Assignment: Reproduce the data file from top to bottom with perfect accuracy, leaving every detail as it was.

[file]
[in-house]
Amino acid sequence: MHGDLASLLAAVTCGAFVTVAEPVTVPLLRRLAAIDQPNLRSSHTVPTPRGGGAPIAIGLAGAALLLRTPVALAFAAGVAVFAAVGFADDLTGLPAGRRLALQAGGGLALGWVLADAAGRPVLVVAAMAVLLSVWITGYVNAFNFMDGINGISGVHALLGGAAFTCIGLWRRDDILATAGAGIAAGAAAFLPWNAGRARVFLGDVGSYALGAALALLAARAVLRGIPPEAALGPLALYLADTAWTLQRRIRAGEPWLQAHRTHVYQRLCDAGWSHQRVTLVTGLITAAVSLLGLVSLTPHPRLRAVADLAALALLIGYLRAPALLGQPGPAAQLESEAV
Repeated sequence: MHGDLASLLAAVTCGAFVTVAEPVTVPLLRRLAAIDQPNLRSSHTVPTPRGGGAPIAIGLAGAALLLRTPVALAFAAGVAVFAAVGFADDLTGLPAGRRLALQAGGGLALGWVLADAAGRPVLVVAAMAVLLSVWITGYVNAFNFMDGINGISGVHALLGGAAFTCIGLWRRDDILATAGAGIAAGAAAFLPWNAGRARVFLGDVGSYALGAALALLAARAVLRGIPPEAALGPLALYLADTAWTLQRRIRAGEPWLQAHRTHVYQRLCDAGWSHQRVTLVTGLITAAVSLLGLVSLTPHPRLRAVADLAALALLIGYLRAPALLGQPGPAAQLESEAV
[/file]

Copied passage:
[in-house]
Amino acid sequence: MHGDLASLLAAVTCGAFVTVAEPVTVPLLRRLAAIDQPNLRSSHTVPTPRGGGAPIAIGLAGAALLLRTPVALAFAAGVAVFAAVGFADDLTGLPAGRRLALQAGGGLALGWVLADAAGRPVLVVAAMAVLLSVWITGYVNAFNFMDGINGISGVHALLGGAAFTCIGLWRRDDILATAGAGIAAGAAAFLPWNAGRARVFLGDVGSYALGAALALLAARAVLRGIPPEAALGPLALYLADTAWTLQRRIRAGEPWLQAHRTHVYQRLCDAGWSHQRVTLVTGLITAAVSLLGLVSLTPHPRLRAVADLAALALLIGYLRAPALLGQPGPAAQLESEAV
Repeated sequence: MHGDLASLLAAVTCGAFVTVAEPVTVPLLRRLAAIDQPNLRSSHTVPTPRGGGAPIAIGLAGAALLLRTPVALAFAAGVAVFAAVGFADDLTGLPAGRRLALQAGGGLALGWVLADAAGRPVLVVAAMAVLLSVWITGYVNAFNFMDGINGISGVHALLGGAAFTCIGLWRRDDILATAGAGIAAGAAAFLPWNAGRARVFLGDVGSYALGAALALLAARAVLRGIPPEAALGPLALYLADTAWTLQRRIRAGEPWLQAHRTHVYQRLCDAGWSHQRVTLVTGLITAAVSLLGLVSLTPHPRLRAVADLAALALLIGYLRAPALLGQPGPAAQLESEAV